If you have tried to lose weight to no avail, you may want to cut down on your waste rather than counting your calories.
1. To quote my friends at Plastic Free Tuesday, plastic makes you fat. Many plastics contains BPA, a synthetic estrogen. According to Dr. Robert Lustig, the UCSF pediatric endocrinologist made famous by his viral YouTube video, “Sugar: The Bitter Truth,” chemicals like BPA “make the estrogen receptor go wild and lose all it inhibitions, promoting breast development and inducing fat cell differentiation, which means weight gain as well.” BPA “is leached out every time an acid touches a polycarbonate plastic bottle. In other words, every consumable liquid in America.” (Robert Lustig, Fat Chance, Penguin, 2013, p. 161.)
Phthalates, another group of chemicals, make plastics more flexible. If you have a vinyl shower curtain, it likely contains phthalates. Although you will never eat your shower curtain, you may ingest pills and vitamins made with coatings that contain phthalates. Many personal care products such as soaps, shampoos and lotions also contain phthalates (but not my homemade deodorant!), exposing you to this compound. According to Lustig, “In adults, urine phthalate levels correlate with adiposity [obesity], waist circumference and insulin resistance…Again, while this is correlation and not causation, it is still highly worrisome.” (Robert Lustig, Fat Chance, Penguin, 2013, p. 162.)
The Environmental Working Group lists both BPA and phthalates on its “Dirty Dozen List of Endocrine Disruptors.” Reduce the plastic packaging of food and personal care products and you reduce your exposure to these chemicals.
2. If you cut packaging waste, you cut all processed food. I have always cooked but I also used to buy all sorts of processed food: canned tomato sauce, canned beans, the odd frozen pizza, broth in Tetra Paks, cereal, crackers, cookies. When MK and I decided we would try to live plastic free, our diet changed (and MK lost weight). We stopped eating canned food. We stopped eating cereal for breakfast. We stopped snacking because we didn’t have anything to snack on.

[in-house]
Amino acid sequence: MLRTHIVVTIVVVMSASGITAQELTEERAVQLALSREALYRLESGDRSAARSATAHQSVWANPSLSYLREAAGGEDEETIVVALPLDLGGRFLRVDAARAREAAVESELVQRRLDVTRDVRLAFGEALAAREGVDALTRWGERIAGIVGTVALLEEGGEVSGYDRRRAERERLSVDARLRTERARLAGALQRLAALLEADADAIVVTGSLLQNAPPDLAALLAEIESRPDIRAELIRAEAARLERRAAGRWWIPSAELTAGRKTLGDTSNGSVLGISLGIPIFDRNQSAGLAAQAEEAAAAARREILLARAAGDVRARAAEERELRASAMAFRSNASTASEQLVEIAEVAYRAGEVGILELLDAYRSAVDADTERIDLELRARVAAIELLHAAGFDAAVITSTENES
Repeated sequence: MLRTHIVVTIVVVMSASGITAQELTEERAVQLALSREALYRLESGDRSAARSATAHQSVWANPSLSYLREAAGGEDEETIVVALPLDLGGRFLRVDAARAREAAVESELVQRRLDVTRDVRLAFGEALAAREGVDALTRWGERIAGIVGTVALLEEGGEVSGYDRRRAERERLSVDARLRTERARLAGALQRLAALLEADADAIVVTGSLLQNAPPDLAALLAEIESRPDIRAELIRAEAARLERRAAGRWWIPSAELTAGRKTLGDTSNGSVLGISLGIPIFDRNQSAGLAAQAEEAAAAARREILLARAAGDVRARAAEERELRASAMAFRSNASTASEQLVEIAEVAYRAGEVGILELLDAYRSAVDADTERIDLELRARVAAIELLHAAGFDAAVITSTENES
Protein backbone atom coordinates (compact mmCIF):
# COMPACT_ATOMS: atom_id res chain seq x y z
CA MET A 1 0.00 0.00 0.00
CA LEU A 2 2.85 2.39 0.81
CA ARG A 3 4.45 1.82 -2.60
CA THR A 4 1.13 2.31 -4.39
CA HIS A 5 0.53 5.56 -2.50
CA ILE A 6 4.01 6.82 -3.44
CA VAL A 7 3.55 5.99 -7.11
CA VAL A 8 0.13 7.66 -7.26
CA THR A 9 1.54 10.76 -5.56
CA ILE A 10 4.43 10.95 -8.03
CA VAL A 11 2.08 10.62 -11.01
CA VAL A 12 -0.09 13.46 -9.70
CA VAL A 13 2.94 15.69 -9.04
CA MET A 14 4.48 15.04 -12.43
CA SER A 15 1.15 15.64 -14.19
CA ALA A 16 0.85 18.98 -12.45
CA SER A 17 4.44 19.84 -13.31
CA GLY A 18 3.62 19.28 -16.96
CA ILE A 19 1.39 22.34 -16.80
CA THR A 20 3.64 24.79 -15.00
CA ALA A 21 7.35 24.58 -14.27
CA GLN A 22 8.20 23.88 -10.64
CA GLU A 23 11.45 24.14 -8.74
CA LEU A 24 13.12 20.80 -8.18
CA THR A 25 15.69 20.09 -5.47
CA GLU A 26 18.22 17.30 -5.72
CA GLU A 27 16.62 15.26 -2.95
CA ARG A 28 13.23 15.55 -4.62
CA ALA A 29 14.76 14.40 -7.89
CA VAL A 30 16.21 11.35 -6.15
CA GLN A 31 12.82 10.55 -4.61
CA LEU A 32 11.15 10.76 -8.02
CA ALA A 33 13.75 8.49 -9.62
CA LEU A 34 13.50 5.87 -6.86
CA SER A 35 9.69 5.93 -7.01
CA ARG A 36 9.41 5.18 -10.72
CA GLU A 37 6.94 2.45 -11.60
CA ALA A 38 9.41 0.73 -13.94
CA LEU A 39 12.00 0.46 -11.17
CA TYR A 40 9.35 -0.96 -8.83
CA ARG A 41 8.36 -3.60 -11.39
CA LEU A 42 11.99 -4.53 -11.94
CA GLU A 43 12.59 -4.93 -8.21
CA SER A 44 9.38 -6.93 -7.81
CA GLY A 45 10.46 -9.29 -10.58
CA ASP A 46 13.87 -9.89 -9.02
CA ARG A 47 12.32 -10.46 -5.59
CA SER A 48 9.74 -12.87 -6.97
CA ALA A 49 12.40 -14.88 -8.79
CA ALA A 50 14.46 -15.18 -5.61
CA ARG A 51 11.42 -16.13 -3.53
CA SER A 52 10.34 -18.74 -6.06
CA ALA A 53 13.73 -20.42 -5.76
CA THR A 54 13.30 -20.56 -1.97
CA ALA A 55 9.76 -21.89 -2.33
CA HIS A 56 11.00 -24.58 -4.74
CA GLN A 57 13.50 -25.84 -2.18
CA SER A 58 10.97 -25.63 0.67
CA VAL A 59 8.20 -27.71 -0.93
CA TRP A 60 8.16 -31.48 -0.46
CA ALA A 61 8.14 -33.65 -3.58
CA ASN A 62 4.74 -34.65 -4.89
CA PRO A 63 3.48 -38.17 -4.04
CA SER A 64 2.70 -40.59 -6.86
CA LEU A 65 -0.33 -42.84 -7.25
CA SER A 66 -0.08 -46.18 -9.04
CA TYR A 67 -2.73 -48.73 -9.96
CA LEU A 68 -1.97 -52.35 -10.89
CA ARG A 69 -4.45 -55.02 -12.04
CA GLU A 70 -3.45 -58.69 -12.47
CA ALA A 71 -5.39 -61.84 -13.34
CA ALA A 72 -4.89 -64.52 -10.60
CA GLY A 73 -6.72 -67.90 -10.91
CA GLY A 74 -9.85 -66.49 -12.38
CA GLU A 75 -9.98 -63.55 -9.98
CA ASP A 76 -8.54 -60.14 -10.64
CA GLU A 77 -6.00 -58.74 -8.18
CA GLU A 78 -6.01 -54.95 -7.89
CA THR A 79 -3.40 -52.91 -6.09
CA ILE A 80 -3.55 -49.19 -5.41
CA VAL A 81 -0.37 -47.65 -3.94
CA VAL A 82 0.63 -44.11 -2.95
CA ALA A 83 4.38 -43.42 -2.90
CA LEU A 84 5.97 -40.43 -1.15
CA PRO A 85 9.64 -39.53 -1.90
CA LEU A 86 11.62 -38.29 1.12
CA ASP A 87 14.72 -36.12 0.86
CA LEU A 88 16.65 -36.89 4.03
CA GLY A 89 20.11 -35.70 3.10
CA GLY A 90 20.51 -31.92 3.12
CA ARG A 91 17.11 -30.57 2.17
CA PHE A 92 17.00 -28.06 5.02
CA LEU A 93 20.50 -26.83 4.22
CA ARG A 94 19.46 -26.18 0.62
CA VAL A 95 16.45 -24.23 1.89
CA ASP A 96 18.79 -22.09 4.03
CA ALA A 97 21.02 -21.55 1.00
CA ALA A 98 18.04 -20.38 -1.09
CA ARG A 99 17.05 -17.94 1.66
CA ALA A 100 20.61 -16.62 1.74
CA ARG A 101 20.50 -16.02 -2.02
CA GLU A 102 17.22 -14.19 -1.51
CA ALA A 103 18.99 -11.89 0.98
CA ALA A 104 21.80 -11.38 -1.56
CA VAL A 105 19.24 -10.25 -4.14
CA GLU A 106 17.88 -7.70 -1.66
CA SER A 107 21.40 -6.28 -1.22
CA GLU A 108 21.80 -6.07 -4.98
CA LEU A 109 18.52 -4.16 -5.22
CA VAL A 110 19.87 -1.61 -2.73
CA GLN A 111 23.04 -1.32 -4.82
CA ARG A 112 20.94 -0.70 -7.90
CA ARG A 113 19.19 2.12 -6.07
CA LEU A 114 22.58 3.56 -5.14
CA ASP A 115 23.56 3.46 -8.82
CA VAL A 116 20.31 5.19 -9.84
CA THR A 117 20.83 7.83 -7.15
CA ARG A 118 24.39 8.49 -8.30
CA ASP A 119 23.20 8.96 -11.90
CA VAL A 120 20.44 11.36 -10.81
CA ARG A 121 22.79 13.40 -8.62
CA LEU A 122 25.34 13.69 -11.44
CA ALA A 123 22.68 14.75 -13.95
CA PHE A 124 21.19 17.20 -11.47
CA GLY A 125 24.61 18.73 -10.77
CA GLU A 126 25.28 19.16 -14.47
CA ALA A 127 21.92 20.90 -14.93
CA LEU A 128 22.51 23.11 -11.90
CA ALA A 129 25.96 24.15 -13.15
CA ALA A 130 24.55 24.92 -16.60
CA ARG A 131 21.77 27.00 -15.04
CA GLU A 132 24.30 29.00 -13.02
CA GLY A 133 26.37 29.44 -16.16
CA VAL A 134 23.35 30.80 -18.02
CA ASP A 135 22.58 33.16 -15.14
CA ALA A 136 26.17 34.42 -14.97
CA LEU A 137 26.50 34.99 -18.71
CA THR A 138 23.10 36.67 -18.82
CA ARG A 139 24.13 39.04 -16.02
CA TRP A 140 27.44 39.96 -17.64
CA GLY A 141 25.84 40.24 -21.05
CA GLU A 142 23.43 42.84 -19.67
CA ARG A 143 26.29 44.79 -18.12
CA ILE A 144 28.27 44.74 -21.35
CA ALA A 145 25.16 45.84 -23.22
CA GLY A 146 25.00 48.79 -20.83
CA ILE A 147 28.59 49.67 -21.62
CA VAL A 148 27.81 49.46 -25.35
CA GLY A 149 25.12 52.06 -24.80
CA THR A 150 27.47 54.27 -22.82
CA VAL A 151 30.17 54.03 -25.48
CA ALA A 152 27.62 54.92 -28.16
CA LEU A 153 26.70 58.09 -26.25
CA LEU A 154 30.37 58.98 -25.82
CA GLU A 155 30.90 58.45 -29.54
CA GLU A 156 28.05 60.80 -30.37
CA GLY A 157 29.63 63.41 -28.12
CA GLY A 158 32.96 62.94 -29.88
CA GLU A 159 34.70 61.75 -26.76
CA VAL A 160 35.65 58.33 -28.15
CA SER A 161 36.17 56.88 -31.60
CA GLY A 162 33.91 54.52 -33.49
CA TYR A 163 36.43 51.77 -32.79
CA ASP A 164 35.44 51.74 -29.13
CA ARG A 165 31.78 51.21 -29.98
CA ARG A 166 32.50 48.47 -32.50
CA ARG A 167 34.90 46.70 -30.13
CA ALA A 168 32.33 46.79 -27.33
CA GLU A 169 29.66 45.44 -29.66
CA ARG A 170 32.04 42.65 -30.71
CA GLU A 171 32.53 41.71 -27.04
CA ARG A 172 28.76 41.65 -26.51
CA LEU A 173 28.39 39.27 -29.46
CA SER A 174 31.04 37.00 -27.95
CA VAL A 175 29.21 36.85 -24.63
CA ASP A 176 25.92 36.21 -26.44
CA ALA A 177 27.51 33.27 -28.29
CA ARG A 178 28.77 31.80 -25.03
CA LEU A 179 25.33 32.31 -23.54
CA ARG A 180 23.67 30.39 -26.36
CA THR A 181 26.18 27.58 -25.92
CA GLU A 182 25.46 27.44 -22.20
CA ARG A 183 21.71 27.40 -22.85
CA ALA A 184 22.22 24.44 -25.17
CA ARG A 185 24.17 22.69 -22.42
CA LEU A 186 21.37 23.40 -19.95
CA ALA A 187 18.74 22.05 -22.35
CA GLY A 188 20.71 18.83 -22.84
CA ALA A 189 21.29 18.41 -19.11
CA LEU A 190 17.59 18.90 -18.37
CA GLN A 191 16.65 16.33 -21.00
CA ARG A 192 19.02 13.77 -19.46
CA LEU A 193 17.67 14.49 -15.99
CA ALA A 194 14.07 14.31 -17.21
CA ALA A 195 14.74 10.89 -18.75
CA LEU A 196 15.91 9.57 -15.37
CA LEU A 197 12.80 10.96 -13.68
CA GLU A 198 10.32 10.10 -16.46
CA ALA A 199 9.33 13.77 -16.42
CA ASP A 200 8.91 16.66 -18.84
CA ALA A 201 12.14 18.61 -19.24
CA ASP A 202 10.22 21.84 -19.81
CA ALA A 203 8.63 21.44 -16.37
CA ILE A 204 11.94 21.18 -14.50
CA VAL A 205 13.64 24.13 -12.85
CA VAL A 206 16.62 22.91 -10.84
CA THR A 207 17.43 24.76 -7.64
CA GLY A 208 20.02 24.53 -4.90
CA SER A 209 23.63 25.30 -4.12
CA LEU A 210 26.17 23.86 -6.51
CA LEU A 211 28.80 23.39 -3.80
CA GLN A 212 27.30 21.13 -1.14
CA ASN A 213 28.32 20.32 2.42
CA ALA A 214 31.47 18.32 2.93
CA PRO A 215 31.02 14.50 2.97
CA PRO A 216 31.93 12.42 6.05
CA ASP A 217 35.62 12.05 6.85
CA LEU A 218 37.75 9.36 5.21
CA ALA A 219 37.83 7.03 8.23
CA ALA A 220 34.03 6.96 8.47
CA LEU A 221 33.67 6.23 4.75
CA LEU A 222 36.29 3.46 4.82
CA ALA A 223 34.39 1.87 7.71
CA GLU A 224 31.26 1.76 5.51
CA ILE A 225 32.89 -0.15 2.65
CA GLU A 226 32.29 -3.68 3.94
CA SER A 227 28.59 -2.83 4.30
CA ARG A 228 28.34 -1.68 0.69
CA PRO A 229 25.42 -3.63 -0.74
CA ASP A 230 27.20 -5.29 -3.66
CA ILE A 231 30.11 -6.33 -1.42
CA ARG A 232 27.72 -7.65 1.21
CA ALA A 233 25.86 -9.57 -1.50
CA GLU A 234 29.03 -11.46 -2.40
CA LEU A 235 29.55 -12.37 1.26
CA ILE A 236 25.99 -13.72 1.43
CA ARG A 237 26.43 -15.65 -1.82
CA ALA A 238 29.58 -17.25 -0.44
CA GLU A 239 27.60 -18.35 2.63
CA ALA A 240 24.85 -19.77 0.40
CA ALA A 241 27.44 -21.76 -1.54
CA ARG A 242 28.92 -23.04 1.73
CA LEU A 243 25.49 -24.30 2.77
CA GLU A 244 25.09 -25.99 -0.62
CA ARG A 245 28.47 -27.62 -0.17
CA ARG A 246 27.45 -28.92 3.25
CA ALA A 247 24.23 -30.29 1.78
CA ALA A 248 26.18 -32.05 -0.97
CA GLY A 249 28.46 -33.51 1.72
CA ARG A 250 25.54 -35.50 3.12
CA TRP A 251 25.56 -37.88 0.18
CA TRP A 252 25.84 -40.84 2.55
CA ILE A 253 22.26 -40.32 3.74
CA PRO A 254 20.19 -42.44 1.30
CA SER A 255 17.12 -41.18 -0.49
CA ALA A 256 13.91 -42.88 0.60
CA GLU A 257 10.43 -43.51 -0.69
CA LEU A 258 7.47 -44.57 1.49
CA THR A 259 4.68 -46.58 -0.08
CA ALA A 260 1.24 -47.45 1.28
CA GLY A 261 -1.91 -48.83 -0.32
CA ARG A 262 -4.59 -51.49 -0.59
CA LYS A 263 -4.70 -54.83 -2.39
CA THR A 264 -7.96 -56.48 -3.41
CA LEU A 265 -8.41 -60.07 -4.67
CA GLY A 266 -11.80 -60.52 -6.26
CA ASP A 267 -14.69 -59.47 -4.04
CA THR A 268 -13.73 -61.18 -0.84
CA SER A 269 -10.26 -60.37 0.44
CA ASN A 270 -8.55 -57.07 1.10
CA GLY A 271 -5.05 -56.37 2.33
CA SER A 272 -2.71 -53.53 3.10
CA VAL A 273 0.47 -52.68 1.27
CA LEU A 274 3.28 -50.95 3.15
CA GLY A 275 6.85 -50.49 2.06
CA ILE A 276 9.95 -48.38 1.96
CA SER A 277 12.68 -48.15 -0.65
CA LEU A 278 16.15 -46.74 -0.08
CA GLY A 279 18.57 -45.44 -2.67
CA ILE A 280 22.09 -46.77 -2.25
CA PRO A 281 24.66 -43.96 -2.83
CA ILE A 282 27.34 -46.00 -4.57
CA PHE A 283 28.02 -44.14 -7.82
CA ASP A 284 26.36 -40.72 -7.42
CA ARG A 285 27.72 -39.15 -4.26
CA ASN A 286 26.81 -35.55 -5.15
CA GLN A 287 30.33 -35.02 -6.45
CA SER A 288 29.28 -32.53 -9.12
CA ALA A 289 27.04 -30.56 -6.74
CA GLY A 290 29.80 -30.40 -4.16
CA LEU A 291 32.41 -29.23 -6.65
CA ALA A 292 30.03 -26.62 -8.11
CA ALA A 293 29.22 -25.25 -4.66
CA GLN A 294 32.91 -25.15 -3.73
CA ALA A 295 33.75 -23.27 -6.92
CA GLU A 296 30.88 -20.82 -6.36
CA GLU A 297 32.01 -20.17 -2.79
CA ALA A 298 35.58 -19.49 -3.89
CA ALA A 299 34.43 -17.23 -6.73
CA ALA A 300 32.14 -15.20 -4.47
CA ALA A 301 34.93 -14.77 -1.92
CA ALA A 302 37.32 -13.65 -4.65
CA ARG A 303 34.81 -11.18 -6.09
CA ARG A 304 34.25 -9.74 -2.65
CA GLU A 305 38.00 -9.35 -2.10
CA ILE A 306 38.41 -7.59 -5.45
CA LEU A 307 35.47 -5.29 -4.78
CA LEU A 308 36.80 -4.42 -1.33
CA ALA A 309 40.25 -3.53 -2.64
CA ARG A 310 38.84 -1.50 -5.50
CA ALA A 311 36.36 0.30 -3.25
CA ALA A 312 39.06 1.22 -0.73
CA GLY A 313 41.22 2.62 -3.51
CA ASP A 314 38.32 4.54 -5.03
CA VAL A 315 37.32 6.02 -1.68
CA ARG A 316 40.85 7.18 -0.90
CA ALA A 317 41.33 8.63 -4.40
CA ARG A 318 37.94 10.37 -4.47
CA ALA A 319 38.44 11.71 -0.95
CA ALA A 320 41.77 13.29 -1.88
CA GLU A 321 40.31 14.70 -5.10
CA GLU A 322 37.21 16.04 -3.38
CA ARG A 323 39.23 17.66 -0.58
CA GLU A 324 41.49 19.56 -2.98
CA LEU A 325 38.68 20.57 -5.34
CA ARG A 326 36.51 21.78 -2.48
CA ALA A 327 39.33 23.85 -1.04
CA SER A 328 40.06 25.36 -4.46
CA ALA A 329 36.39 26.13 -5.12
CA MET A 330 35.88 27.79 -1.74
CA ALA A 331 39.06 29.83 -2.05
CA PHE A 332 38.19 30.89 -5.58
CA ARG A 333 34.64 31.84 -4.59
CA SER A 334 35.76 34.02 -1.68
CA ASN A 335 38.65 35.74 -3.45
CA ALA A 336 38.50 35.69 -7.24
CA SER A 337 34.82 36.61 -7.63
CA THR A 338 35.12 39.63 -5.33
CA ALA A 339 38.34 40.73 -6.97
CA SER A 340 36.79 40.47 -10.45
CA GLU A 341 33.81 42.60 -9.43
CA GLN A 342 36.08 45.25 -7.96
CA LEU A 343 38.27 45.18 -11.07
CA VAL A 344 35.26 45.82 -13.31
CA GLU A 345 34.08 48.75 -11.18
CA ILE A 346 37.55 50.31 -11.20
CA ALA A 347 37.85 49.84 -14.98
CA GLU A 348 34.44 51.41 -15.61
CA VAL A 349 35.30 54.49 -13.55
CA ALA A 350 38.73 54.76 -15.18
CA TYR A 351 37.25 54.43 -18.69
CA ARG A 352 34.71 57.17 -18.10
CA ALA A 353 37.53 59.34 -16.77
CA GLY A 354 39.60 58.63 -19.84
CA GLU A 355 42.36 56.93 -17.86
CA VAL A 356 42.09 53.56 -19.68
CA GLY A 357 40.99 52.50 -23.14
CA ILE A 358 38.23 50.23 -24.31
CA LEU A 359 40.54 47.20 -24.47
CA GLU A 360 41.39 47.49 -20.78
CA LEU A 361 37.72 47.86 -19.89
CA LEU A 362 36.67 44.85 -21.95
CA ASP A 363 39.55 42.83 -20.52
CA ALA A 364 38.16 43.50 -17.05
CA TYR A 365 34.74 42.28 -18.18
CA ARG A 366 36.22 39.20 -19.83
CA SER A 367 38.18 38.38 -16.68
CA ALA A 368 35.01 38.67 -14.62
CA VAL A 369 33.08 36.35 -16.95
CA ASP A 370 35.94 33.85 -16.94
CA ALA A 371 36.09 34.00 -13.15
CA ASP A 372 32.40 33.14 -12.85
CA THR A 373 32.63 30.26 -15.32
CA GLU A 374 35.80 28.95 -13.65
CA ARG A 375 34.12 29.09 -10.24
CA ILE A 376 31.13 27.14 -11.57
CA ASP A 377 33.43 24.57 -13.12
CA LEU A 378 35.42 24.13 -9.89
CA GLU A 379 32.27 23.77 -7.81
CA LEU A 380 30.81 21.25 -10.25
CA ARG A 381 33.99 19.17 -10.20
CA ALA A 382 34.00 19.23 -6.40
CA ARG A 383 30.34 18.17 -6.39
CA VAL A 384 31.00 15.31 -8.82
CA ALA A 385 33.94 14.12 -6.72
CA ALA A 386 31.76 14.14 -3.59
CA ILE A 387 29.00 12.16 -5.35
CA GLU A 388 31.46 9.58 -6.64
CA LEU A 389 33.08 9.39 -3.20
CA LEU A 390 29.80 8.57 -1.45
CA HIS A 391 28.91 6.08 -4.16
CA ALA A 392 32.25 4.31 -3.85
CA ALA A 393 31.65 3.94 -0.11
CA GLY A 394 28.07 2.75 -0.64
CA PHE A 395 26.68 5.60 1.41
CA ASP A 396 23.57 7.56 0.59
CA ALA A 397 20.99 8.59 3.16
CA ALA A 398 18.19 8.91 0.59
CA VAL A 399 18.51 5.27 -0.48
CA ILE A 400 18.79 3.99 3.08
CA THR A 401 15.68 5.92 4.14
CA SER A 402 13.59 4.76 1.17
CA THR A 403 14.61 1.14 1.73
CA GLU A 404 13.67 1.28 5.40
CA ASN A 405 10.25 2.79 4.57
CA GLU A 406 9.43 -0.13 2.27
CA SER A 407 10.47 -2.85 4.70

Processed food contains tons of sugar, which makes insulin levels spike, which leads to weight gain. (Read Fat Chance for the low-down on sugar’s role in the obesity epidemic.)
3. You drink less junk. When I first visited California, I tried an Odwalla juice and loved it. After I moved here, I bought it fairly regularly. But when I kicked the plastic, I stopped drinking juice altogether. And thank goodness! Do you know how much sugar an Odwalla contains?! Forty-seven grams in a 15.2-ounce bottle of Superfood! Was I unable to locate food labels back then? To give you an idea of how much sugar that is, a 12-ounce can of Coke contains 39 grams of sugar. Today I stick with water, tea I brew from loose-leaf that I buy in bulk and fermented drinks I make myself. Cut the unnecessary drinks and you cut the sugar.
4. You’ll shop more at farmer’s markets. When I cut my plastic waste, I started shopping religiously at the market. Fresh, organic, healthy farmer’s market food tastes better than anything I can get at the grocery store. Most food there even lacks those annoying little plastic produce ID stickers. And how can you gain weight if you stick with foods like those pictured above? (I guess if you ate them all in one sitting…)
5. If you cut processed food, you must cook from scratch. Big Food has rendered a large number of North Americans utterly helpless in the kitchen and dependent on their processed, sugar-laden crud. People don’t feel they have time to cook. Parents don’t teach their kids to cook. How strange that as people have cooked less, kitchens have become larger and more elaborate. I’m pretty proud of the delicious, healthy food I can crank out of my tiny, yet well-implemented kitchen. When you cook your own food, you eat better. As a bonus, you thumb your nose at the big food corporations.
“Food made by hand is an act of defiance and runs contrary to everything in modernity.” — Bill Buford, Heat
31 Replies to “5 Ways Reducing Waste Can Reduce Your Waistline”
Awesome post!!! Very useful and informative 🙂
Thank you for the compliment. I really appreciate it 🙂
Mr M calls the practice chez nous as the new regime, which I like as it plays on the French word for diet and the socio-economic-political meaning of the word in English. Of course, this isn’t really a diet and there is nothing new about it 😉
PS – I know what you mean about the size of kitchens. Well-meaning friends say I need a bigger one as I like to cook but I like my little kitchen and take pride in the proper housekeeping I do in the tiny room with minimal gadgets and equipment!